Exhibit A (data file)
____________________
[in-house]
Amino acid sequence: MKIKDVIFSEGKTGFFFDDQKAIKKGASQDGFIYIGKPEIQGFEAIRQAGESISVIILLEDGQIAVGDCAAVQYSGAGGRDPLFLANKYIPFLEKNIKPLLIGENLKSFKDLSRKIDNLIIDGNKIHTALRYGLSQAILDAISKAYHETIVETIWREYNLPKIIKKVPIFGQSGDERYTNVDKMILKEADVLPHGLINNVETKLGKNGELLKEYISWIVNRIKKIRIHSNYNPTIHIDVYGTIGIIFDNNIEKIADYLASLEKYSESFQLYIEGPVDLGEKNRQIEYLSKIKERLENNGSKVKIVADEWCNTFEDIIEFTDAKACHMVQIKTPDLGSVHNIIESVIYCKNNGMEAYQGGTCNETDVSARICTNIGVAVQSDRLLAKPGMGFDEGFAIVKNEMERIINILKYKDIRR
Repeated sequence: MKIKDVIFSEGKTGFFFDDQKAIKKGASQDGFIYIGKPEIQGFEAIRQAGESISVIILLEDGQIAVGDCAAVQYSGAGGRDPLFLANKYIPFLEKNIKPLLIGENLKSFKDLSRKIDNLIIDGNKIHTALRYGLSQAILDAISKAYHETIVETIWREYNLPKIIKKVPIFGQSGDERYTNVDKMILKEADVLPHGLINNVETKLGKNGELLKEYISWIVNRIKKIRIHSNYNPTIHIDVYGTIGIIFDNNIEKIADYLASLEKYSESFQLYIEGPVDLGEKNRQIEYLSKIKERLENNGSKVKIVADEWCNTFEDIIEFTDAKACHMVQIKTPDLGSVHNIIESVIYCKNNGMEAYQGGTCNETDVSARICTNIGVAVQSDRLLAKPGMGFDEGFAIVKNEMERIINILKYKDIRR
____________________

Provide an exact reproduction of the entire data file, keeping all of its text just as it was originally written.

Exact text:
[in-house]
Amino acid sequence: MKIKDVIFSEGKTGFFFDDQKAIKKGASQDGFIYIGKPEIQGFEAIRQAGESISVIILLEDGQIAVGDCAAVQYSGAGGRDPLFLANKYIPFLEKNIKPLLIGENLKSFKDLSRKIDNLIIDGNKIHTALRYGLSQAILDAISKAYHETIVETIWREYNLPKIIKKVPIFGQSGDERYTNVDKMILKEADVLPHGLINNVETKLGKNGELLKEYISWIVNRIKKIRIHSNYNPTIHIDVYGTIGIIFDNNIEKIADYLASLEKYSESFQLYIEGPVDLGEKNRQIEYLSKIKERLENNGSKVKIVADEWCNTFEDIIEFTDAKACHMVQIKTPDLGSVHNIIESVIYCKNNGMEAYQGGTCNETDVSARICTNIGVAVQSDRLLAKPGMGFDEGFAIVKNEMERIINILKYKDIRR
Repeated sequence: MKIKDVIFSEGKTGFFFDDQKAIKKGASQDGFIYIGKPEIQGFEAIRQAGESISVIILLEDGQIAVGDCAAVQYSGAGGRDPLFLANKYIPFLEKNIKPLLIGENLKSFKDLSRKIDNLIIDGNKIHTALRYGLSQAILDAISKAYHETIVETIWREYNLPKIIKKVPIFGQSGDERYTNVDKMILKEADVLPHGLINNVETKLGKNGELLKEYISWIVNRIKKIRIHSNYNPTIHIDVYGTIGIIFDNNIEKIADYLASLEKYSESFQLYIEGPVDLGEKNRQIEYLSKIKERLENNGSKVKIVADEWCNTFEDIIEFTDAKACHMVQIKTPDLGSVHNIIESVIYCKNNGMEAYQGGTCNETDVSARICTNIGVAVQSDRLLAKPGMGFDEGFAIVKNEMERIINILKYKDIRR